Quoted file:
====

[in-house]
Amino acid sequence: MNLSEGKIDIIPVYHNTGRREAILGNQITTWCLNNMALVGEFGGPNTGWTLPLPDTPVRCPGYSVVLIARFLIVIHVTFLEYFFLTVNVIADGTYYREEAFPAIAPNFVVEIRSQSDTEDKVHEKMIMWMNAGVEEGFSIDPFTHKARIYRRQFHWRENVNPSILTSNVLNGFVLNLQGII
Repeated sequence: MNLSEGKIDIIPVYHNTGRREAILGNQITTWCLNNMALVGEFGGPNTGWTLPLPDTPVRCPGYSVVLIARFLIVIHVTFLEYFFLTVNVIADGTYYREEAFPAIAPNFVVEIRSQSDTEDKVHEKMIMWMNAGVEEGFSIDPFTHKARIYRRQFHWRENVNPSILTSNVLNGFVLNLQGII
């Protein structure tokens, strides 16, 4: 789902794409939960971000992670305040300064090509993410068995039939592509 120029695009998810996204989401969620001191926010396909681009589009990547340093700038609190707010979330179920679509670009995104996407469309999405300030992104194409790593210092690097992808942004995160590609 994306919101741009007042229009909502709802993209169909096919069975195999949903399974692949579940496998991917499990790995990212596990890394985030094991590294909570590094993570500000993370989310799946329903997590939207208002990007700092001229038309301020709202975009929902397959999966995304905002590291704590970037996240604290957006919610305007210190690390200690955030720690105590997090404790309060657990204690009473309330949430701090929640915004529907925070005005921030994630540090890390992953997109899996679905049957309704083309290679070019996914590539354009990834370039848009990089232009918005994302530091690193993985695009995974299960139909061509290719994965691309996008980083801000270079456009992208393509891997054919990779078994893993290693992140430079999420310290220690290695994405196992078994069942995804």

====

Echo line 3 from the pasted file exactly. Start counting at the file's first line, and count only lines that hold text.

Repeated sequence: MNLSEGKIDIIPVYHNTGRREAILGNQITTWCLNNMALVGEFGGPNTGWTLPLPDTPVRCPGYSVVLIARFLIVIHVTFLEYFFLTVNVIADGTYYREEAFPAIAPNFVVEIRSQSDTEDKVHEKMIMWMNAGVEEGFSIDPFTHKARIYRRQFHWRENVNPSILTSNVLNGFVLNLQGII